a fast fashion holdover, my personal finance homework + other updates

levis 501 ct at 11.06.14 PM

This is an old photo, but I posted it because it’s finally cold enough to break out the old wool socks + Birks combo.  Yes, I know it’s ugly, but I’m shameless, and for casual days lounging around, walking the dog, it’s not too offensive.

I’m wearing one of my favorite sweaters here.  It’s a 5 + year old cotton knit from Zara.  I think it’s true what the Luxe Strategist has said about fast fashion– they don’t all fall apart quickly.  Some do last, if you choose carefully and properly care for your clothes.  But I do think the quality can vary to the extreme at fast fashion retailers.  And quality is only one factor when deciding on what brands to buy from.  At this point, ethics and the environment drive my decisions more than anything else.

I just got back from a week in Cali where I gave a talk at a conference.

I was shocked to discover that the Forever 21 headquarters is now located in the very same neighborhood I grew up in (boooo!).  I’ve heard some terrible things about how they treat their employees, a culture of women bullying other women in the work place.  Why am I not surprised?

But anyway, since being back in NYC, I’ve been busy doing homework that my personal finance coach assigned to me.  She had me total up everything I spent in October and calculate the percentage of my take home pay that I spent on each category.  This is the breakdown of how much I should be spending in each category according to my coach:

housing 25-35%
savings 5-20%
utilities 5-10%
personal 5-10%
recreation 5-10%
food 5-15%
transportation 10-15%
clothes 2-7%
medical 5-10%
misc 2-5%
unsecured 5-10% (student loans, credit cards)
charity 10-15%

Turned out my biggest expenditure was on food.  I was shocked to find out I spent the same amount on food as rent!  Eek!  I don’t go out for fancy dinners, but I guess all those seamless orders + tip add up.  My coach challenged me to not order from Seamless at all in the month of November and cut my food bill in half.

Tonight I made cauliflower tacos (vegan) from the Thug Kitchen website.  It was really good.   I bought pre cut cole slaw to save time on food prep and toasted the tortillas on a frying pan instead of microwaving them to get a crunchier texture.  Tomorrow I’m trying the mushroom tacos recipe from NYT, for something a little different that will still use up all the leftover ingredients from tonight’s dinner.  Cooking every night is going to be a challenge but it will force me to be more creative and actually plan out my meals the night before.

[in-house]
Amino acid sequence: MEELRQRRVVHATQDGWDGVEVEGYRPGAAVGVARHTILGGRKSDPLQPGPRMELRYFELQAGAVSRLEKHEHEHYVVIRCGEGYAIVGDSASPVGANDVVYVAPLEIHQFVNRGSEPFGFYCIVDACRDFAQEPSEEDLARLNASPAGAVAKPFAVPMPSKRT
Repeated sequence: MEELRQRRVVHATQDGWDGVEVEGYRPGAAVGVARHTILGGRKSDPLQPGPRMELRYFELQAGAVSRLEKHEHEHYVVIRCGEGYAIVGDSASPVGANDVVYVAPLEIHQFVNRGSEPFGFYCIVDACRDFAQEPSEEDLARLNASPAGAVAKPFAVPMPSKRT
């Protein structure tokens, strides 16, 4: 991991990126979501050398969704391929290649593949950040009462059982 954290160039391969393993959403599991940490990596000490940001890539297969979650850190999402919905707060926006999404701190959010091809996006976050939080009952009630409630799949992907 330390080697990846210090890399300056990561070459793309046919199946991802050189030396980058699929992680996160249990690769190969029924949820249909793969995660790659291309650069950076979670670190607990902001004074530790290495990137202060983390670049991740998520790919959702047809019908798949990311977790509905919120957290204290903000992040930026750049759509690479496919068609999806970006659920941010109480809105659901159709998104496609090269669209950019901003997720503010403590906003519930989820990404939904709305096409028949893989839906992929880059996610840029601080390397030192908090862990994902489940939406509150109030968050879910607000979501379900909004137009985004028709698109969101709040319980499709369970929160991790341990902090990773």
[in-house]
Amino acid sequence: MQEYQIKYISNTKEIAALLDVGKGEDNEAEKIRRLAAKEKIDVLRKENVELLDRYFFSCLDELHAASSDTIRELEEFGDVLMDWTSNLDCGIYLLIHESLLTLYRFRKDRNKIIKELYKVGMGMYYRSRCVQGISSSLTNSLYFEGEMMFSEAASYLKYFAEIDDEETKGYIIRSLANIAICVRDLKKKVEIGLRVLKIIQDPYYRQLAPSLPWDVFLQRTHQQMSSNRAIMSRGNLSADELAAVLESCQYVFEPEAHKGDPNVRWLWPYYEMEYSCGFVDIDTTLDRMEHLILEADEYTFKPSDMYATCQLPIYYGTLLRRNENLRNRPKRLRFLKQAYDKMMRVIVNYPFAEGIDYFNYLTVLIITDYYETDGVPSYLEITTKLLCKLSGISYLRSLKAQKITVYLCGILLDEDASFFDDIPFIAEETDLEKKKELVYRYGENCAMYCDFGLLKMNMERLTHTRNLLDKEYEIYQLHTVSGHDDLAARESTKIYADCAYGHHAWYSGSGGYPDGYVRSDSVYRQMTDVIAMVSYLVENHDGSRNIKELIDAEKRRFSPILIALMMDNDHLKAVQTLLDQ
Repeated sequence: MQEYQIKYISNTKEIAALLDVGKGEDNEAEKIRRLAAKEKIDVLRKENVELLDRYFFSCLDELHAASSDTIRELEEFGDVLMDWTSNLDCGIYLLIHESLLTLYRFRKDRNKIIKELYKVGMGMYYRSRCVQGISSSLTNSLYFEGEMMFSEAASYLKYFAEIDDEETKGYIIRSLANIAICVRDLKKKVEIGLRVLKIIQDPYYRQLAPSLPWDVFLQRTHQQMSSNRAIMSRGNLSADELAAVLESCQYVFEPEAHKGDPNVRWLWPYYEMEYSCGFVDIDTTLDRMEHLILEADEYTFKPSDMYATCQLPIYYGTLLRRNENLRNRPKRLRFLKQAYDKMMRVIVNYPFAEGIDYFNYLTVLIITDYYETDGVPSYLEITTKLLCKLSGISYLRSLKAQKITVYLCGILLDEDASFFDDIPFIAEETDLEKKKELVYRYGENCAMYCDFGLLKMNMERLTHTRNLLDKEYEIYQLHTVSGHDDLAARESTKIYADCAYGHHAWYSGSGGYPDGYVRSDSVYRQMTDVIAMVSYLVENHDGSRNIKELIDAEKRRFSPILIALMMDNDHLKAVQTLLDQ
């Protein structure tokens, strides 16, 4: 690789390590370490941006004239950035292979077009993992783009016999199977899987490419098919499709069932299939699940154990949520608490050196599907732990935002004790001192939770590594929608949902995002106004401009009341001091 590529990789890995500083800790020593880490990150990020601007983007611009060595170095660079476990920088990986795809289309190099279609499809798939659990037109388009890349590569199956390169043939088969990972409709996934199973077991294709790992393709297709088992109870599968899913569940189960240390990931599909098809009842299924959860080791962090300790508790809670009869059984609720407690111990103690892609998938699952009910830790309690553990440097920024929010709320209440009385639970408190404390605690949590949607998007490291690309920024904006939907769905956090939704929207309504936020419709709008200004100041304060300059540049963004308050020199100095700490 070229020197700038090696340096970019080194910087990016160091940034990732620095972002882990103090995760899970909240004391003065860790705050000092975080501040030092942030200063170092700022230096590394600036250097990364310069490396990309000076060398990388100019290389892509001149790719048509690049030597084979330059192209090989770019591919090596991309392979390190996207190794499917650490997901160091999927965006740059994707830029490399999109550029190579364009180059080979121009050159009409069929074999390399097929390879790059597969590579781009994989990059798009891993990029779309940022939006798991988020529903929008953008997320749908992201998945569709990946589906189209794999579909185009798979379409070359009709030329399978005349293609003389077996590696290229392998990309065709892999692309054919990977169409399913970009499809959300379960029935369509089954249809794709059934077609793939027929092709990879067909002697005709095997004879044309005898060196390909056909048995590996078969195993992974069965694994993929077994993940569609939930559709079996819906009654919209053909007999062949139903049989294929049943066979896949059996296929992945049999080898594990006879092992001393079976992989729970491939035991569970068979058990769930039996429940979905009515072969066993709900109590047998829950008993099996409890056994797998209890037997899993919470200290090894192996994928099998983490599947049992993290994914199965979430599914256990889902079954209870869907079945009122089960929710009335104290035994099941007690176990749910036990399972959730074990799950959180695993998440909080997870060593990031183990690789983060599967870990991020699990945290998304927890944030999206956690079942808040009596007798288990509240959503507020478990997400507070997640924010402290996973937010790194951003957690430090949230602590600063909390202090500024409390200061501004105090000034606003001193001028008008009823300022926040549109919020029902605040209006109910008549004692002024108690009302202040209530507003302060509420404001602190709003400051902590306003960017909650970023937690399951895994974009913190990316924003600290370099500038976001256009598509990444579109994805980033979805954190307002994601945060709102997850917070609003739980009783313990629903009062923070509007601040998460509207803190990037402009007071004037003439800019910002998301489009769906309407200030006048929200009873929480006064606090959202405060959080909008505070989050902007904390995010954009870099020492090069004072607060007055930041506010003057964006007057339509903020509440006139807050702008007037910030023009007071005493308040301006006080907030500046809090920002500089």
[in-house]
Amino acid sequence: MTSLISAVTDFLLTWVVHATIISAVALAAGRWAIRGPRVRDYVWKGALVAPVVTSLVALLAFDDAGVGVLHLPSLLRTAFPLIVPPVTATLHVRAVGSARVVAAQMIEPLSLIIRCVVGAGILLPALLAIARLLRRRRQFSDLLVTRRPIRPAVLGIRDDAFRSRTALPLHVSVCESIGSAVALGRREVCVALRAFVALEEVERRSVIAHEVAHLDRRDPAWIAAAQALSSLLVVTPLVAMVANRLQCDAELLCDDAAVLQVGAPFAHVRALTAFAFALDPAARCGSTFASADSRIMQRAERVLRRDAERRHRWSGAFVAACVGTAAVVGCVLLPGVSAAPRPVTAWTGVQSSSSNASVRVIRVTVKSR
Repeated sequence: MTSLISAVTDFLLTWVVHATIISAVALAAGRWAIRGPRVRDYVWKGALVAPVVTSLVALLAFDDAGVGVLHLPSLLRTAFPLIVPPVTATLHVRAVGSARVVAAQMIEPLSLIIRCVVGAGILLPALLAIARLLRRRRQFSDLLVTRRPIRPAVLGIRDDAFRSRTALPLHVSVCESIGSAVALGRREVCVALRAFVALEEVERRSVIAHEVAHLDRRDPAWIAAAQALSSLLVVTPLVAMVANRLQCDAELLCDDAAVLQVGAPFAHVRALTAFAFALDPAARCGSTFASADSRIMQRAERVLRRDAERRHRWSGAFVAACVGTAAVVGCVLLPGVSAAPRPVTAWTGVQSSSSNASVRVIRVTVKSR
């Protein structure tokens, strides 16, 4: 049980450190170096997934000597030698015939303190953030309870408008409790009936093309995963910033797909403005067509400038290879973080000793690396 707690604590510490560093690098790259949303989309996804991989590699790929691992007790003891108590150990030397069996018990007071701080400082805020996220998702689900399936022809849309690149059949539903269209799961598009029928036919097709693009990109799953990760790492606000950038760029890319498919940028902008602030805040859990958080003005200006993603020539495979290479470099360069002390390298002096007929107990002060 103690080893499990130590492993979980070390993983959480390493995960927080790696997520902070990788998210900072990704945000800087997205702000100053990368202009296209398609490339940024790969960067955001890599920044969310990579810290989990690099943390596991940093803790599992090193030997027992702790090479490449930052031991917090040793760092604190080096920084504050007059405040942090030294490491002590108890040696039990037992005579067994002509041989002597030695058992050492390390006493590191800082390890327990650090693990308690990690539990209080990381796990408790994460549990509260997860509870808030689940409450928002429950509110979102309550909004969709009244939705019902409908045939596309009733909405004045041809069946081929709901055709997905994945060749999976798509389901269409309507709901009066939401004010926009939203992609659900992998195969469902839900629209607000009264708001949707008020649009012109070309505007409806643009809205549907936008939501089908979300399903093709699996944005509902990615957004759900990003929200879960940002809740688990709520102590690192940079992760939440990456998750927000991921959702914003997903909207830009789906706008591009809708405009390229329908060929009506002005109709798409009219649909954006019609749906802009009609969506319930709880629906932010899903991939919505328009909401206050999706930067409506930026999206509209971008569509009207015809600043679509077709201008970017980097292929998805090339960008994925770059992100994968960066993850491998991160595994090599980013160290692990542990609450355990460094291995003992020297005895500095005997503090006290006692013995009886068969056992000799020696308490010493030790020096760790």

I just finished reading The White Coat Investor, a book two friends from med school recommended.  I highly recommend you read if you’re also in the medical field.  And I just started reading Ikigai  (a japanese version of Hygge) [update:  I just finished reading it; it’s not well written; not a book I’d recommend unless you are very interested in the topic] and Why Buddhism is True  by Robert Wright, who was recently on the Secular Buddhism podcast, which if you have not listened to yet, you should.  It’s gold.   One of the most helpful episodes for me has been the podcast on perfectionism and the problem with comparing.

[outfit:  old zara knit sweater, levis 501 ct*, vietnam wool socks, birks]

 

closet mindfulness

tank-everlane
When my closet is in order, I am in order.
 My favorite place at home is my closet room.  I’m grateful to have an entire room dedicated to my wardrobe and dedicated to myself.  I don’t have a dining room.  I don’t have an office or a desk, but I have my closet room.  It’s a quiet place where I can get ready in peace.  What happens in my closet sets the mood for the entire day.  As such, I’m careful about what enters and ruthless about what should go.  With age, getting dressed feels easier.  I’m left with more energy to start my day and do better at work.   Continue reading “closet mindfulness”

a book recommendation for those who’ve already KonMaried their homes.

IMG_3965.jpgLast Christmas, I read Marie Kondo‘s book cover to cover on a 5 hour plane ride.  Since then, I’ve been struck by how her message really took off.  Comedian Ali Wong mentioned it in her hilarious Netflix special Baby Cobra, and then named her daughter Mari!  And even Emily Gilmore KonMaried her house in the recent Gilmore Girls revival special (also on Netflix).  Amazing!  Why did it take off?  Because it teaches us the power of “no” again? Did it reawaken something in us, without making us think about heavy emotional issues? Does the question “does this spark joy?” bring us back to our natural assertive state?   Continue reading “a book recommendation for those who’ve already KonMaried their homes.”